Shared memory multiprocessing (both symmetric multiprocessing, SMP, and non-uniform memory access, NUMA) presents the programmer with a common memory space and the possibility to parallelize execution. With the (IBM) SPMD model the cooperating processors (or processes) take different paths through the program, using parallel directives (parallelization and synchronization directives, which can utilize compare-and-swap and fetch-and-add operations on shared memory synchronization variables), and perform operations on data in the shared memory (“shared data”); the processors (or processes) can also have access and perform operations on data in their local memory (“private data”). In distinction, with fork-and-join approaches, the program starts executing on one processor and the execution splits in a parallel region, which is started when parallel directives are encountered; in a parallel region, the processors execute a parallel task on different data. A typical example is the parallel DO loop, where different processors work on separate parts of the arrays involved in the loop. At the end of the loop, execution is synchronized (with soft- or hard-barriers[6]), and processors (processes) continue to the next available section of the program to execute. The (IBM) SPMD has been implemented in the current standard interface for shared memory multiprocessing, OpenMP, which uses multithreading , usually implemented by lightweight processes, called threads.

Combination of levels of parallelism

Current computers allow exploiting many parallel modes at the same time for maximum combined effect. A distributed memory program using MPI may run on a collection of nodes. Each node may be a shared memory computer and execute in parallel on multiple CPUs using OpenMP. Within each CPU, SIMD vector instructions (usually generated automatically by the compiler) and superscalar instruction execution (usually handled transparently by the CPU itself), such as pipelining and the use of multiple parallel functional units, are used for maximum single CPU speed.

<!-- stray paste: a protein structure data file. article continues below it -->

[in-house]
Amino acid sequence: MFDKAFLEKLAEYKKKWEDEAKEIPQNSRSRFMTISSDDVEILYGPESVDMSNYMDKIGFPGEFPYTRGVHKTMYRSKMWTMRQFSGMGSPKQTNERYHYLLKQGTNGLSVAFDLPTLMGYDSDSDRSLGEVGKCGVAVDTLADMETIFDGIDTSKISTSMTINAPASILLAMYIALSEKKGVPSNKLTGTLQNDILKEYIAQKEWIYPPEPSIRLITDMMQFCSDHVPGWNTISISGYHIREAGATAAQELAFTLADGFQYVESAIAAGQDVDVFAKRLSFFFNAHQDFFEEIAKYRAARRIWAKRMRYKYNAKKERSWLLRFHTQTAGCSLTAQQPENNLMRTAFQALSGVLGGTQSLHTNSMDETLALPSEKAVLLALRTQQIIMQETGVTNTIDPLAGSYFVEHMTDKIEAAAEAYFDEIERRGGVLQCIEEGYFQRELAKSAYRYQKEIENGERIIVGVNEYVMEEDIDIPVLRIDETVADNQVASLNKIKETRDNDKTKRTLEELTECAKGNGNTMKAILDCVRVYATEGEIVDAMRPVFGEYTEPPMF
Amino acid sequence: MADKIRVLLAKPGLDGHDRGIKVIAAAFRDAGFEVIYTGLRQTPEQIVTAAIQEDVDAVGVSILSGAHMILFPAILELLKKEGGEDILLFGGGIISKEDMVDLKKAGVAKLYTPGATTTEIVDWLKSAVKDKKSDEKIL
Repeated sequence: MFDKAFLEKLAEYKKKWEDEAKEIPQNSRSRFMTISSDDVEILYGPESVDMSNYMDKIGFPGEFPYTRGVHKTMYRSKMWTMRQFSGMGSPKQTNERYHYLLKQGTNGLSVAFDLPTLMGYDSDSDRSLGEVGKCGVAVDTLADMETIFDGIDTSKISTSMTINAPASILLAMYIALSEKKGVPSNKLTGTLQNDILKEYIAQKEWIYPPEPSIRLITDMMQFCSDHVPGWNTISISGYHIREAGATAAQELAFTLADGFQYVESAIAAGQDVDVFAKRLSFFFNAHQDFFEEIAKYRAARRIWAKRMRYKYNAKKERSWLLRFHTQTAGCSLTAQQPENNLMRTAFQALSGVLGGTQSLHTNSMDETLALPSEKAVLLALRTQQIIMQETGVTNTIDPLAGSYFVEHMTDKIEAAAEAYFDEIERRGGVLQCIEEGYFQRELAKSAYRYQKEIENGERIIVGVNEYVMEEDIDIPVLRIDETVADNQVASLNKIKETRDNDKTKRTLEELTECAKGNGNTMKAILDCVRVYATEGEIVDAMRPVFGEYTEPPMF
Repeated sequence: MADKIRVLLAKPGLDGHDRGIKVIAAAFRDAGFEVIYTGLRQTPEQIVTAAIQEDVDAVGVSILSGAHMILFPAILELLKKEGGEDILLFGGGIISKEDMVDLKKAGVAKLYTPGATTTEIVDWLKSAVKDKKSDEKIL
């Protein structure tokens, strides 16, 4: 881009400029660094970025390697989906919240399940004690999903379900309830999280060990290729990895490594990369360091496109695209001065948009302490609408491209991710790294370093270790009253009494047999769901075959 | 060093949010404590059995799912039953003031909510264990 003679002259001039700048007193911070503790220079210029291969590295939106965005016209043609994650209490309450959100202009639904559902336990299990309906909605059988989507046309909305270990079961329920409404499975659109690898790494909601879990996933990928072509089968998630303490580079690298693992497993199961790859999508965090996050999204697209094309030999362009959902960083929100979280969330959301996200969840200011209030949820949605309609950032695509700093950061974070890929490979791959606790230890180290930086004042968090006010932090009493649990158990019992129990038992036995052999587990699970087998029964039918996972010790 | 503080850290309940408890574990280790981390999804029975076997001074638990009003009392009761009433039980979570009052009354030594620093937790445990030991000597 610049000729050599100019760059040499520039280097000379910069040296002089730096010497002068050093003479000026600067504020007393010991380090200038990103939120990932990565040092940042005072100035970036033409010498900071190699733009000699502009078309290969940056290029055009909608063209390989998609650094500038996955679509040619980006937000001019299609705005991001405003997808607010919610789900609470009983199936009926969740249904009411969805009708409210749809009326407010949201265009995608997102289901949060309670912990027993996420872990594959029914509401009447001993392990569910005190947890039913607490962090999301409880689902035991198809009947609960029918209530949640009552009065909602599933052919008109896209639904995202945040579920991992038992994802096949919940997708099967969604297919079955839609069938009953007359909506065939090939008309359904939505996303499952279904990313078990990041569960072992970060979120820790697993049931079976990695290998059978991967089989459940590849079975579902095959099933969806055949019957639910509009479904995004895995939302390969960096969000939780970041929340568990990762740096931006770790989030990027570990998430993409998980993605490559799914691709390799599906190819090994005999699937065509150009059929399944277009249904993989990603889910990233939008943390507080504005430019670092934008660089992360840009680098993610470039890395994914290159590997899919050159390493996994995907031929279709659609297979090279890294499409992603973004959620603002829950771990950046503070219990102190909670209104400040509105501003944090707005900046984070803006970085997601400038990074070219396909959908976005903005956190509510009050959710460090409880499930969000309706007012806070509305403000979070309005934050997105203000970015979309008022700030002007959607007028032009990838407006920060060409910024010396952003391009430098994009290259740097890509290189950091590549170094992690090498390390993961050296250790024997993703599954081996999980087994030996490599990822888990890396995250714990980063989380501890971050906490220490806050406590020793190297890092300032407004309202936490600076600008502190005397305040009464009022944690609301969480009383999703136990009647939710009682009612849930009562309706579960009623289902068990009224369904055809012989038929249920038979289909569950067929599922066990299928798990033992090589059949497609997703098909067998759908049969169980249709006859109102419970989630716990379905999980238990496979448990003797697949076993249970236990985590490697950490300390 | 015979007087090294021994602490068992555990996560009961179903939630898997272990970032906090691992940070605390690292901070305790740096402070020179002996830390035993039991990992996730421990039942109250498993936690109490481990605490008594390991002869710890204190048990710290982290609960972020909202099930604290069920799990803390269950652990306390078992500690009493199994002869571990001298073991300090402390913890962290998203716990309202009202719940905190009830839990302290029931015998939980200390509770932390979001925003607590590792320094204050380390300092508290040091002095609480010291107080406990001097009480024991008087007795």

The acronym SPMD for “Single-Program Multiple-Data” has been used to describe two different computational models for exploiting parallel computing, and this is due to both terms being natural extensions of Flynn’s taxonomy.[7] The two respective groups of researchers were unaware of each other’s use of the term SPMD to independently describe different models of parallel programming.

The term SPMD was proposed first in 1983 by Michel Auguin (University of Nice Sophia-Antipolis) and François Larbey (Thomson/Sintra) in the context of the OPSILA parallel computer and in the context of a fork-and-join and data parallel computational model approach.[1] This computer consisted of a master (controller processor) and SIMD processors (or vector processor mode as proposed by Flynn). In Auguin’s SPMD model, the same (parallel) task (“same program”) is executed on different (SIMD) processors (“operating in lock-step mode[1] acting on a part (“slice”) of the data-vector. Specifically, in their 1985 paper[2] (and similarly in[3][1]) is stated: “we consider the SPMD (Single Program, Multiple Data) operating mode. This mode allows simultaneous execution of the same task (one per processor) but prevents data exchange between processors.  Data exchanges are only performed under SIMD mode by means of vector assignments.  We assume synchronizations are summed-up to switchings (sic) between SIMD and SPMD operatings (sic) modes using global fork-join primitives”).